The Spirited Vegan

wineI never considered that the tasty adult beverages I had been drinking for years might not be vegan.
I’ve always enjoyed the odd drink, in fact I kind of wish the idgod fake id maker website was around in my college days so I could have more fun at parties! I drink alcohol when I’m relaxing with friends but also when I want to get wasted in a club to celebrate a birthday! But, who would think a fabulous glass of fine wine, a cold frosty mug of beer or a distilled libation would have animal based ingredients? It’s a DRINK for crying out loud. After learning that my beloved spirits might not be vegan, I had to find out why.
Wine making is an ancient art steeped in tradition. The secrets of the wine maker are passed down for decades and centuries.
Wine producers have a special way of creating their signature style of wine. In the process of wine making, suspended particles can make the wine cloudy or dull looking. While it may still taste fantastic, wine lovers are likely to consider cloudy wines undesirable. The winemaker uses a process called fining to remove these unattractive floaters.
Unfortunately, for vegan wine lovers, this process often includes animal products. The most common animal products used in the fining and clarification process are:
– Gelatin – derived from the bones, connective tissue and hooves of animals
– Isinglass – derived from fish bladders
– Casein – derived from cow’s milk
– Egg whites – derived from chickens
– Chitosan – derived from crustaceans
Another nasty ingredient that was used for centuries was ox blood. After the mad cow scare back in 2007, the use of ox blood was banned in the US and France.
beer drinkWine is not the only spirit that has hidden animal products. Beer is often clarified with egg albumin or isinglass. There are many beers on the market that contain honey as well. It is really eye opening when you start doing a little research.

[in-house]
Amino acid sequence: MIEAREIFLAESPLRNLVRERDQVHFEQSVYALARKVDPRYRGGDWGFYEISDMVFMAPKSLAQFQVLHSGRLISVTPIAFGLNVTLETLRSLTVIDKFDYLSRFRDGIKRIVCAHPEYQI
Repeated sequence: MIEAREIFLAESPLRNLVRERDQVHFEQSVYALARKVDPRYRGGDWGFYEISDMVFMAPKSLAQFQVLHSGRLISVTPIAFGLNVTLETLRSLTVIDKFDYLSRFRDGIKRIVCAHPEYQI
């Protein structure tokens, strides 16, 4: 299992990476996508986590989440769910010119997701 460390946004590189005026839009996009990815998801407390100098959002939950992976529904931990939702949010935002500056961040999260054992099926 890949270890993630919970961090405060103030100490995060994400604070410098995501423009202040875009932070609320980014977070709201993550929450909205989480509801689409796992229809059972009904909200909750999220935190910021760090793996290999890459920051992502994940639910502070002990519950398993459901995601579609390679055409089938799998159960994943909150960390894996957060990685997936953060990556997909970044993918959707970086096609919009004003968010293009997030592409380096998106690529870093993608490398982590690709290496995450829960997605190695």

When I ask a purveyor if a beer, wine or spirit they sell is vegan, they often have no idea, and it is no wonder. Labeling laws do not require producers of alcoholic beverages to list products used in the refining process. This makes it challenging for vegans (and even more concerning, those with allergies to animal products) to make informed choices.
Luckily there is an excellent resource for finding vegan friendly options called Barnivore . The Barnivore list continually changes as more research is done and producers’ methods change, so check back regularly. If your beverage of choice is not listed, consider sending and email to the producer to verify if their products are vegan friendly.
Cheers to compassionate drinking!
Local Vegan Friendly Libations:

  • Four Peaks Brewery, Tempe, AZ (except of cask-conditioned ales)
  • Nimbus Brewing Company, Tucson, AZ (except for the Blonde that contains honey)
  • Arizona Stronghold Wines, Cottonwood, AZ (2008 and onwards)

About Cindy Miller

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